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Your Pet, Our Passion.

Norwegian Elkhound

A medium sized spitz type, the Norwegian Elkhound is a compact and powerful dog with a square build and proud carriage. Typical of the spitz breeds, the Elkhound has a profuse coat, attractive pricked ears and tail carried curled over the back.  

12–15 years
23kg for males and 20kg for females
52cm for males and 49cm for females
Shades of grey with the topcoat tipped in black
Kennel Club Group
The need-to-know
  • Dogs suitable for experienced owners
  • Extra training required
  • Generally healthy breed
  • Enjoys active walks
  • Enjoys one to two hours of walking a day
  • Medium dog
  • Minimum drool
  • Requires grooming every other day
  • Chatty and vocal dog
  • Barks and alerts to visitors/anything unusual
  • Could have issues with unknown dogs but gets along with known dogs
  • Gets along with other pets with training
  • May need additional supervision to live with children
  • Needs a large garden
  • Can live in semi-rural areas
  • Can be left occasionally with training
Generally healthy breed

The Norwegian Elkhound can suffer from:
- Hip dysplasia
- Elbow dysplasia 
- Progressive retinal atrophy which is an inherited disorder where part of the eye degenerates and wastes away which can result in blindness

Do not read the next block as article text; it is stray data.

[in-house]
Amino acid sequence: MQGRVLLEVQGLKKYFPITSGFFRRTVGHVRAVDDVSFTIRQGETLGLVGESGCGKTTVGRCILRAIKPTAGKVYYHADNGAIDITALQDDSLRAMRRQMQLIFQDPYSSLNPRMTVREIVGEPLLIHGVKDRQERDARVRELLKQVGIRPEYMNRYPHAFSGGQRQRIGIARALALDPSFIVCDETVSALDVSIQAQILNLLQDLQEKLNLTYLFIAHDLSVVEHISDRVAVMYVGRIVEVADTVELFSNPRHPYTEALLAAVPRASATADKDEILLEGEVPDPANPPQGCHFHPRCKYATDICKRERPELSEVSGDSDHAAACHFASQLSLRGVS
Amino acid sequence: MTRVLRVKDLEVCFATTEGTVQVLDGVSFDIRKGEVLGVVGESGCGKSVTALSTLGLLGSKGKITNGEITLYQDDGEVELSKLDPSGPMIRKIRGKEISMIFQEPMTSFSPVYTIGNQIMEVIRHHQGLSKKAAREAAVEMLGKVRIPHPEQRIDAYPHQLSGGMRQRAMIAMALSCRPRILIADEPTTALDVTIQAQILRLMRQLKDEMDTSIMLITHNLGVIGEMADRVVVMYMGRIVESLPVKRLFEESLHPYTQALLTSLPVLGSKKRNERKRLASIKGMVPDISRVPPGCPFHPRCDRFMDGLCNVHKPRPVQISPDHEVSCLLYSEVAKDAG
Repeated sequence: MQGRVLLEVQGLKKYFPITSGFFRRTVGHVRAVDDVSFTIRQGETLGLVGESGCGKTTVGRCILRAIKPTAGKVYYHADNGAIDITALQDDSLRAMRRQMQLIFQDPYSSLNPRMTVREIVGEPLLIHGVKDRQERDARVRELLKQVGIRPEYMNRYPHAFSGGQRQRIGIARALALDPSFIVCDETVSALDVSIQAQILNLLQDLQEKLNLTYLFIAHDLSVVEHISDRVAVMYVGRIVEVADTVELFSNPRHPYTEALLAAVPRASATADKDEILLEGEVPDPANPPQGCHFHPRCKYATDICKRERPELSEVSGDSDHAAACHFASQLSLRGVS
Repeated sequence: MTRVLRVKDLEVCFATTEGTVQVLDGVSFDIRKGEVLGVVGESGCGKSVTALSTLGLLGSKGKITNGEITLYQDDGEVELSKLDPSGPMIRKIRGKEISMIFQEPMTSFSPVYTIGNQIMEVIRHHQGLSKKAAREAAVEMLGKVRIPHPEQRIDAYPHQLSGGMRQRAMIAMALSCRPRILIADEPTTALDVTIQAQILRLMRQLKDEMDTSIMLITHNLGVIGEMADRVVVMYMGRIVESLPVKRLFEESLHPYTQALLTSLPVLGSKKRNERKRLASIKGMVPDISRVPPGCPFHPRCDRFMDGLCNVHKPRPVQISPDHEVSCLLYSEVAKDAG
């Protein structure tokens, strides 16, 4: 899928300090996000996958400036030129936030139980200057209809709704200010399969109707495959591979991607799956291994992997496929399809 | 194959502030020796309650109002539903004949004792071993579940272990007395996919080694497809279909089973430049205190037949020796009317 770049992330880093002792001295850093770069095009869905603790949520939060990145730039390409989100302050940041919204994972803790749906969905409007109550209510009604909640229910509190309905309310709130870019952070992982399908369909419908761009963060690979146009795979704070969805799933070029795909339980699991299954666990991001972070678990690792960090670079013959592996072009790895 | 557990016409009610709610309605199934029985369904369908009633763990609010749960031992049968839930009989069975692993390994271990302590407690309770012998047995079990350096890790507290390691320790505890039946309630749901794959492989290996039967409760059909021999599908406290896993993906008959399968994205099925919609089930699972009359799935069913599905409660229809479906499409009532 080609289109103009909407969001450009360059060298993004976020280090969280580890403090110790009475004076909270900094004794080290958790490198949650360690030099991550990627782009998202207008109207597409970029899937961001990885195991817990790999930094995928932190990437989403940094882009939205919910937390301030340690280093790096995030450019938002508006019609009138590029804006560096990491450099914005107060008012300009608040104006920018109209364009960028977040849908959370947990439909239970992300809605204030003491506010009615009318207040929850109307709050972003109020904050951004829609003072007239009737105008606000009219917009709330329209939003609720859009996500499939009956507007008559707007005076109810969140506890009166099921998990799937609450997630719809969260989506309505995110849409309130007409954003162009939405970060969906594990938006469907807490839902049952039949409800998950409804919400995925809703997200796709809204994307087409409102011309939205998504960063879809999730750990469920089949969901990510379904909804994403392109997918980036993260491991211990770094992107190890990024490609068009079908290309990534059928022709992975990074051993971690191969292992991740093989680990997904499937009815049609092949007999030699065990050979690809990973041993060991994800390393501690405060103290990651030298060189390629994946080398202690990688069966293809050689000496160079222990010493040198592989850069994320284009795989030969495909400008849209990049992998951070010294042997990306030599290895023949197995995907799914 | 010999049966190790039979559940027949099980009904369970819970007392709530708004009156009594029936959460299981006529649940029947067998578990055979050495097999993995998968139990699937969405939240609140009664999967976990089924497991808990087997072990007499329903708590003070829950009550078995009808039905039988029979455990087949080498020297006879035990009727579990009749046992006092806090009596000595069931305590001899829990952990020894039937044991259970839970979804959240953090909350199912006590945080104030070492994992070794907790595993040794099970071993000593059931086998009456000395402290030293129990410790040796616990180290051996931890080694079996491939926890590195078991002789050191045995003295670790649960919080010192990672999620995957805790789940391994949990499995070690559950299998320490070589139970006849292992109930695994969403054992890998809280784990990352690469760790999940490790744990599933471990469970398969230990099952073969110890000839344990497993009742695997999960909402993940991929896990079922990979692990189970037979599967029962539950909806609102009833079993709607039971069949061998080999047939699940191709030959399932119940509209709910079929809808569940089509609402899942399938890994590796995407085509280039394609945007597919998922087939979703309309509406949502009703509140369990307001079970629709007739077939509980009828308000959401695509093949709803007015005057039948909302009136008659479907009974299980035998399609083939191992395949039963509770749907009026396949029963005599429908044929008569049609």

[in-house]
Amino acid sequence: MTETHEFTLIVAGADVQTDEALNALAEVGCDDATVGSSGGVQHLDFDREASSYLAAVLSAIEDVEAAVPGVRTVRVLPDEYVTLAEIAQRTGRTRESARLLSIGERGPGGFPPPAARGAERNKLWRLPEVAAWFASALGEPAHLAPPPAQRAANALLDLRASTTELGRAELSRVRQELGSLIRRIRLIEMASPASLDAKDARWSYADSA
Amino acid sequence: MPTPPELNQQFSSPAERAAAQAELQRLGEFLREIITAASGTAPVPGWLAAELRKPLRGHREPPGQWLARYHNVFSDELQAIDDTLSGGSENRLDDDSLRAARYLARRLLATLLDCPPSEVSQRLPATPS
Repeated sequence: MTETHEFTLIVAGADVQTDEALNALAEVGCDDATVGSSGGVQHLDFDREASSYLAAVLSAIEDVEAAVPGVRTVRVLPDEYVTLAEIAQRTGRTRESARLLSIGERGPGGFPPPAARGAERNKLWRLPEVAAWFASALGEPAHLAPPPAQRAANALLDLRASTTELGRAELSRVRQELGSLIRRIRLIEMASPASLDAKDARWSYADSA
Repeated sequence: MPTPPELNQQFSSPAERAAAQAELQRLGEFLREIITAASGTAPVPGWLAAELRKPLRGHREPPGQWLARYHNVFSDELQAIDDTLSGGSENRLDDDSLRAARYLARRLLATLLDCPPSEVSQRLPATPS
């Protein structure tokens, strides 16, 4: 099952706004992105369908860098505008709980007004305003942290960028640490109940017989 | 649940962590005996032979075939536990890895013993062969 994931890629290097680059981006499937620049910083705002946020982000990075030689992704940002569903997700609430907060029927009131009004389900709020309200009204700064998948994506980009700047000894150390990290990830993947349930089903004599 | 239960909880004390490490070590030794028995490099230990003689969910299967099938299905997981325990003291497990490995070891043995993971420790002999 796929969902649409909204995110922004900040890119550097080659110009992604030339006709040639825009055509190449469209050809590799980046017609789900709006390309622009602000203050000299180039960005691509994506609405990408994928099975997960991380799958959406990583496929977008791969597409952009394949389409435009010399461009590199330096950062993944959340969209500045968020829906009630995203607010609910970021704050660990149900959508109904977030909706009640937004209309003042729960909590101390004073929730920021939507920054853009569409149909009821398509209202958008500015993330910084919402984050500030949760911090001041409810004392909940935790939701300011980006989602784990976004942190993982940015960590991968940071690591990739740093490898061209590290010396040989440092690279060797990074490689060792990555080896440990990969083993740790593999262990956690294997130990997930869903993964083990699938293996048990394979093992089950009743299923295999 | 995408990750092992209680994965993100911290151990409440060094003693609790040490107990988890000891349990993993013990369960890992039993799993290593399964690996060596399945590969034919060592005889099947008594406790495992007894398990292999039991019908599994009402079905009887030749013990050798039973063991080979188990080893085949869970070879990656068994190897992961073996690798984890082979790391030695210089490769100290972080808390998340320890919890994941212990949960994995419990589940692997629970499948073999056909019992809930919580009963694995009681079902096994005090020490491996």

- Fanconi syndrome¹ which is a condition where the kidneys stop functioning normally 
- Glaucoma which is a painful condition where the pressure in the eye builds up 
- Chondrodysplasia which is an inherited type of dwarfism which affects the way the bones develop

Priority Kennel Club health schemes and testing: 
- Hip dysplasia screening scheme 
- Eye screening scheme 
- DNA test for progressive rod cone degeneration, progressive retinal atrophy, which tests whether or not a dog has the potential to be affected by this condition.

¹R. A. Hostutler et al, 'Transient proximal renal tubular acidosis and Fanconi syndrome in a dog', May 2004, Journal of the American Veterinary Medical Association 


Sociable, confident and proud, the Elkhound is an energetic dog with plenty of stamina. They are a natural watchdog and therefore tend towards being rather vocal. Despite their independent nature, the Elkhound makes a good family pet and does enjoy the company of human family, and other dogs. 

Did you know?

Their name can lead to confusion. The Elk that the Elkhound originally hunted are what much of the world knows as the moose. This is an animal from the New World deer subfamily, and they stand around 7ft tall at the shoulder and can weigh over 500kg, and are not particularly friendly or easy going. To hunt one and hold one at bay until a hunter can arrive requires incredible stamina, tenacity and bravery, and a good deal of common sense and caution too! The Elkhound is therefore comparatively small, but in attitude, pretty mighty!